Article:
As a business leader, Rob Dube is well aware of his potential to make a positive impact on the people he works with. “I am passionate about consistently finding ways to increase satisfaction and happiness at the company,” says the president of imageOne, a managed print partner in Oak Park. “At imageOne, we want to change the conversation of work-life balance to ‘life balance.’” In 2004 he and his business partner, Joel Pearlman, sold imageOne to a public company. “Part of the agreement required us to stay on and manage the company for three years,” Dube recalls. “They were wonderful people, but our cultures were very different, so Joel and I didn’t see ourselves staying on after the contract. In 2006, they offered to sell the company back to us. This was that moment — we weren’t sure we wanted to stay in the business, and a book called ‘Small Giants, Companies That Choose to Be Great Instead of Big’ inspired us, and we have been focused on being great first, big second ever since.” Business done the “old way” is shifting, Dube says. “We need to be sure that we collaborate with all employees, that their voice is heard, and they are educated on our financials (open book) so they can make better decisions for their companies,” he says. “They need better life balance. When this all comes together, we will have happier workforces, which will translate into happier communities!” His experience with millennials is that they are frustrated about all the talk about “millennials.” “Each ‘millennial’ is their own unique person — we should respect and honor that and treat them as such,” Dube says.
The Launch Professor
Karen Evans’ work has always been fueled by what she calls “a passion to empower people who have drive and talent and who are in need of direction, accessible resources and a hand to hold along the way.” After many years of teaching entrepreneurship to college students and faculty, she realized that many entrepreneurs didn’t have a college classroom to experiment in and needed resources. “The first time I talked through a business problem with one of my very first prospective clients, and found out later that our conversation helped her solve a big problem that was holding her business back from growth, I knew I had chosen the right path,” she recalls. The Launch Professor has three divisions: business coaching, executive coaching and related support to companies that have employees planning for or returning from maternity leave, and a small family-oriented events and information website. “It’s been said before, but listening skills are the most crucial — not just listening to what people are saying to you, but also listening to what isn’t being said, realizing when text and email communications are going off the rails, and understanding what clients and customers are really looking for,” she says. Along the way, she says she has come to realize that the biggest challenges Michigan’s business leaders face are finding ways to support micro enterprises, and supporting working families. “We can have more conversations around creating more community-based lending platforms like Sidewalk Ventures, and more education around the benefit that even the one-person firms can have in our economy,” she says. “Supporting working families is incredibly crucial to retaining the bright talent coming out of our universities and attracting out-of-state workers.” Teaching in the college classroom for over eight years has given her insight into millennials. “While it’s dangerous to paint any group with a broad brush, on the whole I see millennials as a group who are passionate about their work and driven to succeed, and who are not satisfied with hearing ‘we have to do this because that’s the way it’s always been done like that’,” Evans says.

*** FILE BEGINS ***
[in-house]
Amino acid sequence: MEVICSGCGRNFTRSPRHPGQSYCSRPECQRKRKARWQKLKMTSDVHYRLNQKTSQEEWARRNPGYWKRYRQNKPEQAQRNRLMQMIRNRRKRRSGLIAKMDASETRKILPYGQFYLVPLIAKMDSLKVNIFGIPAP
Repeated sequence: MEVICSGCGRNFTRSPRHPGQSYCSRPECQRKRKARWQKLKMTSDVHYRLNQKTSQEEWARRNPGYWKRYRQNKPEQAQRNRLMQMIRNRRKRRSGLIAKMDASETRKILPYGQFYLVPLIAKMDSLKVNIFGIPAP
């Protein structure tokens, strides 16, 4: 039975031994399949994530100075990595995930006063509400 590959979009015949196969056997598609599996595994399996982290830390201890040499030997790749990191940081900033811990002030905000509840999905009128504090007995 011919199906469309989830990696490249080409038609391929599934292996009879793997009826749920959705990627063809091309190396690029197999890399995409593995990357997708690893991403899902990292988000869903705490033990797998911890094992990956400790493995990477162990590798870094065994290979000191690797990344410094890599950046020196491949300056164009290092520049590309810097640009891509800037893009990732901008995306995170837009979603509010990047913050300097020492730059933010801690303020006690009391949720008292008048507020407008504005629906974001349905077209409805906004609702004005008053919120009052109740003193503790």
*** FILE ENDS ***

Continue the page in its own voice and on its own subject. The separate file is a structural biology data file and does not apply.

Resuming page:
Dr. Cecil Forbes
iCare Spine & Rehab Center